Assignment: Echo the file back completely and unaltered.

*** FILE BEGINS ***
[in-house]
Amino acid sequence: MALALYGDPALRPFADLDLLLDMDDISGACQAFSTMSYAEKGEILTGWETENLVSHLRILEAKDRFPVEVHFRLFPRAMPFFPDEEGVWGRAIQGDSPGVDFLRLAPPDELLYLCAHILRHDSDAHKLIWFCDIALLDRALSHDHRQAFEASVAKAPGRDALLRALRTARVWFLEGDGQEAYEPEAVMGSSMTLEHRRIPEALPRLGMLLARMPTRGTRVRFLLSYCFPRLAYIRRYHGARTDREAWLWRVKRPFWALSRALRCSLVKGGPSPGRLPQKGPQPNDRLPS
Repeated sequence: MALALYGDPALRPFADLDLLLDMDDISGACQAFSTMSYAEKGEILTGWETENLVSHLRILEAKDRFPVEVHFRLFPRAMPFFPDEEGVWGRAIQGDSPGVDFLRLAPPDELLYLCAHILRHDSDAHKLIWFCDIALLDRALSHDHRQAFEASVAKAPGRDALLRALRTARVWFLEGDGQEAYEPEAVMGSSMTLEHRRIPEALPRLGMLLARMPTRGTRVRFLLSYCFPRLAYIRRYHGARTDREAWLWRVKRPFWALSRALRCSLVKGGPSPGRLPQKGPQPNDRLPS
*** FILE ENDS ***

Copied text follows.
[in-house]
Amino acid sequence: MALALYGDPALRPFADLDLLLDMDDISGACQAFSTMSYAEKGEILTGWETENLVSHLRILEAKDRFPVEVHFRLFPRAMPFFPDEEGVWGRAIQGDSPGVDFLRLAPPDELLYLCAHILRHDSDAHKLIWFCDIALLDRALSHDHRQAFEASVAKAPGRDALLRALRTARVWFLEGDGQEAYEPEAVMGSSMTLEHRRIPEALPRLGMLLARMPTRGTRVRFLLSYCFPRLAYIRRYHGARTDREAWLWRVKRPFWALSRALRCSLVKGGPSPGRLPQKGPQPNDRLPS
Repeated sequence: MALALYGDPALRPFADLDLLLDMDDISGACQAFSTMSYAEKGEILTGWETENLVSHLRILEAKDRFPVEVHFRLFPRAMPFFPDEEGVWGRAIQGDSPGVDFLRLAPPDELLYLCAHILRHDSDAHKLIWFCDIALLDRALSHDHRQAFEASVAKAPGRDALLRALRTARVWFLEGDGQEAYEPEAVMGSSMTLEHRRIPEALPRLGMLLARMPTRGTRVRFLLSYCFPRLAYIRRYHGARTDREAWLWRVKRPFWALSRALRCSLVKGGPSPGRLPQKGPQPNDRLPS